Cal Poly alumna Nikki Telegan remembers sticking her hands and feet into homemade mud pies as a child, reveling in the sensation of the mud between her digits. Her curiosity toward the sensation persisted into her adult life, and playing with mud pies evolved into playing with food.  

“Definitely anything wet or gushy feels really interesting to me,” Telegan said.

It was not until last year when someone told her that what she was feeling — the pleasant, visceral experience — was ASMR. 

Autonomous sensory meridian response (ASMR) has carved a niche for itself within pop culture — predominantly with women “ASMRtists” on Youtube — since the term was coined in 2010. Now as one of the top 20 YouTube channel genres, ASMR videos have caught the attention of millions of people around the world. The popularity is a result of the reported euphoric, tingling feeling some people experience when listening to or watching an ASMR video.

ASMR is usually articulated as “brain tingles,” a physical sensation that moves down the head, neck or scalp. It can also be psychological, bringing on feelings of relaxation and ease. The woman responsible for the acronym ASMR, Jennifer Allen, originally described it as a “brain orgasm.”

Allen came up with the acronym ASMR to articulate feelings she had been having since she was a child. In 2009 after multiple goog  searches, Allen found people on online message boards having similar sensations and without vocabulary to describe them. In 2010, she presented her acronym to the message boards, and by 2015, ASMR had an established foothold in pop culture.

YouTube video

Video by Sabrina Thompson

Telegan is one of those people who experience ASMR, as well as one of the many people experimenting to discover new ways to feel the ASMR sensation. She uses food — pulling it apart and squishing it between her fingers — to discover new ways to trigger the sensation with day-to-day items.

“We could be so cognizantly aware that ‘Oh, I’m doing this to this thing,’ but at the same time you kind of lose yourself in it,” Telegan said. “Our brains don’t overthink the reaction, we just have it.”

Telegan also regularly watches an ASMRtist on Instagram who takes five minutes to open one Kinder Egg while she taps colorful acrylic nails against the plastic exterior.  

“If you’re aware of what you’re excited by, you have this ability to discover the potential of everything around you,” Telegan said.

A young girl roleplaying as a state police officer issuing a ticket, three-hour-long videos of cats purring, a woman taking a slow bite into a whole pickle, Cardi B reciting her signature ‘Okur’ at a whisper — there is no shortage of YouTube videos created by different ASMRtists exploring possible triggers. There is even a video of a girl roleplaying as a doctor running different ASMR tests to see if you are able to feel the sensation.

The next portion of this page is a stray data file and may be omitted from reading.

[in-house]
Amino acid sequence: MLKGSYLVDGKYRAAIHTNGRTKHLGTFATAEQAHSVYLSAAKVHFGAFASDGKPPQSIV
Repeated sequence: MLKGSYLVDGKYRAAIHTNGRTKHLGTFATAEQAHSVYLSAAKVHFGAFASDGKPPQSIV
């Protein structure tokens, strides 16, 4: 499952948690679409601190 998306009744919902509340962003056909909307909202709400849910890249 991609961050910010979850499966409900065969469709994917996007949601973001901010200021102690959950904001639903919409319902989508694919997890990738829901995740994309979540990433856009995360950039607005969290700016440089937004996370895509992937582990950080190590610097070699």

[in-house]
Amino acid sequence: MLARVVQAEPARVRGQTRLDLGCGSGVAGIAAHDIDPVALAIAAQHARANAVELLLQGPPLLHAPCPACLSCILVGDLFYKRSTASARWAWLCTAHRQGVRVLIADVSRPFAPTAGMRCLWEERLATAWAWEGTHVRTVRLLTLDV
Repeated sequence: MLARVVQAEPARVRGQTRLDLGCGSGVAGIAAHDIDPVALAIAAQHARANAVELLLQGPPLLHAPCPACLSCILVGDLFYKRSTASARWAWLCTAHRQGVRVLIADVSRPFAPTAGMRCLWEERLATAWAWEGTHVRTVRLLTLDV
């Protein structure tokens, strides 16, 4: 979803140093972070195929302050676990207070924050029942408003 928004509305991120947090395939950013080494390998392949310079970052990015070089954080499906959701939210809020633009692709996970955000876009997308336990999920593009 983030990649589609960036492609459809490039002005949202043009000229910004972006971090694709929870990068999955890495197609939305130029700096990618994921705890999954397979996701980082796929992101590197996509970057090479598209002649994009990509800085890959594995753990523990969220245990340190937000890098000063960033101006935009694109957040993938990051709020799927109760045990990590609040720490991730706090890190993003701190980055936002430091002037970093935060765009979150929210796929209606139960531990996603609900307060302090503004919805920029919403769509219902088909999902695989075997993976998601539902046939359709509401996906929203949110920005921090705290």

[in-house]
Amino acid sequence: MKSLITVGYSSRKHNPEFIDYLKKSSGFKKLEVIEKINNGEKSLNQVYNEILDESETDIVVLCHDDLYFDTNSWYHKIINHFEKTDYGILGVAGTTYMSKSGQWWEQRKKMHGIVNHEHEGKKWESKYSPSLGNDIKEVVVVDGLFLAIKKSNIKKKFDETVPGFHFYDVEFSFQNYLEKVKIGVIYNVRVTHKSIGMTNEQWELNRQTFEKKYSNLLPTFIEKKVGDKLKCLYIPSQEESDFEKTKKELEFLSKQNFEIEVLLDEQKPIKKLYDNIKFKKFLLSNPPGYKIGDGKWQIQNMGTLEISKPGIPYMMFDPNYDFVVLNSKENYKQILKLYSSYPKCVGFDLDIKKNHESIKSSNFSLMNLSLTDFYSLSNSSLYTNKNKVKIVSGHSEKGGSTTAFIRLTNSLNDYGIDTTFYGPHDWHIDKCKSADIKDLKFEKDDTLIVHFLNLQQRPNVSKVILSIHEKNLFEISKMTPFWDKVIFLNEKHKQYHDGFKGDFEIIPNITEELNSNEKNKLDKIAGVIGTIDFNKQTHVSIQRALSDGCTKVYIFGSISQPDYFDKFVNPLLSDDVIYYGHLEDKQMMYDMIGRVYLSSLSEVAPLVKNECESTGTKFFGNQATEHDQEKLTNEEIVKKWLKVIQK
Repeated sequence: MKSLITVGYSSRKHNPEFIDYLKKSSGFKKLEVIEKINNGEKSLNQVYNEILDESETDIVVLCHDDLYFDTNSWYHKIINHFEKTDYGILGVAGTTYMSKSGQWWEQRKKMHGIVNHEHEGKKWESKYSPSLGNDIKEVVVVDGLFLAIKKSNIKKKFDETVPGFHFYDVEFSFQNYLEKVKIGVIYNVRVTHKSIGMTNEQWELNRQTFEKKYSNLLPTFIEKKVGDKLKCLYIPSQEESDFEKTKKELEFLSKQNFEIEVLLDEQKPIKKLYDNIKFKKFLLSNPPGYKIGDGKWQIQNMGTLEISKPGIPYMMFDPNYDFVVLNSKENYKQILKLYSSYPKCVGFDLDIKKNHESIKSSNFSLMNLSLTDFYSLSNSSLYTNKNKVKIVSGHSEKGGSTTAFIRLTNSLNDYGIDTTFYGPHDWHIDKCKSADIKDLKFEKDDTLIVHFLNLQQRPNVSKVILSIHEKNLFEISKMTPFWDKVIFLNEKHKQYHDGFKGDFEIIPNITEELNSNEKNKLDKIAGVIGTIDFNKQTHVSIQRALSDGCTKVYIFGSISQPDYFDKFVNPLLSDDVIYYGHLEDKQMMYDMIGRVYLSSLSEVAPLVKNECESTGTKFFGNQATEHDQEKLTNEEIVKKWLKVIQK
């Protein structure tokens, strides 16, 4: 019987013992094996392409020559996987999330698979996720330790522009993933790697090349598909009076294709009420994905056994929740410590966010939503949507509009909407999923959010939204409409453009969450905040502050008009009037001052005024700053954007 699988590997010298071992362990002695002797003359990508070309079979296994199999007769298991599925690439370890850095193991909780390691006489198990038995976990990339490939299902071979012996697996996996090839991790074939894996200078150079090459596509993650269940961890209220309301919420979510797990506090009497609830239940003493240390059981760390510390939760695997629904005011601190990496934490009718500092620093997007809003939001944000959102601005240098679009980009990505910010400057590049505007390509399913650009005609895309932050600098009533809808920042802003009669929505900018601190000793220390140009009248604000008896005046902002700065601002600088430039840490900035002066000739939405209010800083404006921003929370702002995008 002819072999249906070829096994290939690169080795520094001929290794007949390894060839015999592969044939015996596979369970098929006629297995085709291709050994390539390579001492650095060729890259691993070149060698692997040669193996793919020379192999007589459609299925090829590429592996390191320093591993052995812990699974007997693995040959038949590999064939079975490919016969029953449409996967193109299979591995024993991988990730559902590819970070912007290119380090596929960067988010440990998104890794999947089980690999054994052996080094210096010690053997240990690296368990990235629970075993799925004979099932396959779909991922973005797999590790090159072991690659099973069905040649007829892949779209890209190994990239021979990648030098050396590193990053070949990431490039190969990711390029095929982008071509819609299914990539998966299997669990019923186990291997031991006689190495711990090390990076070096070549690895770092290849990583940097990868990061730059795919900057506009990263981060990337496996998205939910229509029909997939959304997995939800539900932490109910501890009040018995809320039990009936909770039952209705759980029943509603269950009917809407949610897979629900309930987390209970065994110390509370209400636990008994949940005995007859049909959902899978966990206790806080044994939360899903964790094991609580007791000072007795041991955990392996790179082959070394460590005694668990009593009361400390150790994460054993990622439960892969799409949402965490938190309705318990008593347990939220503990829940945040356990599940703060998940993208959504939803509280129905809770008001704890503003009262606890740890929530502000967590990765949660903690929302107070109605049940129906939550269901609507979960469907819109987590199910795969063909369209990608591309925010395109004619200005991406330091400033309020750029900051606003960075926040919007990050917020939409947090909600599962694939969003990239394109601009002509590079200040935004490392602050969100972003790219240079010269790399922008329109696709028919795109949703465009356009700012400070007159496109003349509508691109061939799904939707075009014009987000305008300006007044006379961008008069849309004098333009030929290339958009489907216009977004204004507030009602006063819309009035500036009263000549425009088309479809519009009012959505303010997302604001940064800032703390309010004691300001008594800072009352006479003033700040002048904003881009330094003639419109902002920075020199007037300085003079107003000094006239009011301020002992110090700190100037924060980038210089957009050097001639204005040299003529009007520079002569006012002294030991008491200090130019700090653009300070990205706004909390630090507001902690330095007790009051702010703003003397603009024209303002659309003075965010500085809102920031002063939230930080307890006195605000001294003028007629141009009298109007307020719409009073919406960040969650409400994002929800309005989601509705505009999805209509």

The sensation of ASMR is not felt by everyone. For some, the experience can be anything but pleasant. In response to a Facebook post asking for opinions about ASMR, one student wrote: “It sends [me] into a white hot rage.”

However, those that do experience ASMR report it helps with stress, sleep and even depression and anxiety. Oftentimes, they can also recall feeling similar sensations before the age of 13.

Assistant Professor of Psychology Laura Cacciamani does research focused on sensation and perception and how the senses interact with each other, and said she shares people’s curiosity towards ASMR. In her study of the subject, she said she has learned about some of the ways the brain reacts to ASMR.

“ASMR tends to activate the award center of the brain, so kind of like a pleasure-seeking feeling that you can get from many different types of objects,” Cacciamani said. “I did see that people who tend to experience ASMR have a different type of activation in what’s called the default-mode network in the brain, which is a series of brain areas that are active at rest.”

Cacciamani said she thinks because some still see ASMR as a pseudoscience, there is a hesitation to accept it as an area of study. Despite ASMR’s popularity within pop culture, research on it has been sparse. According to the online archive ASMR University, the first published peer-reviewed paper on ASMR was published in 2015, and only 10 have been published since.

Regardless of research, ASMR YouTube channels keep posting videos to millions of subscribers. The world of ASMR has grown immensely since the first video posted to YouTube in 2009 — a less than two-minute-long video of a girl whispering about how good it feels to whisper.

The fast growing community of ASMR means trends within the genre move quickly, catering to whatever new triggers are discovered. Whether it is biting into a whole honeycomb, fluttering fingers that dance like they are doing the itsy-bitsy spider or extreme roleplay — like a sassy flight attendant whispering flight safety instructions — ASMR continues to evolve. As it evolves, it attracts more people like Telegan trying to find out what makes them feel good.

“Depending on their experience, or aesthetic preferences, or sensation preferences or behaviors that will impact what their specific reaction is, I think everyone is capable of understanding an ASMR reaction,” Telegan said.

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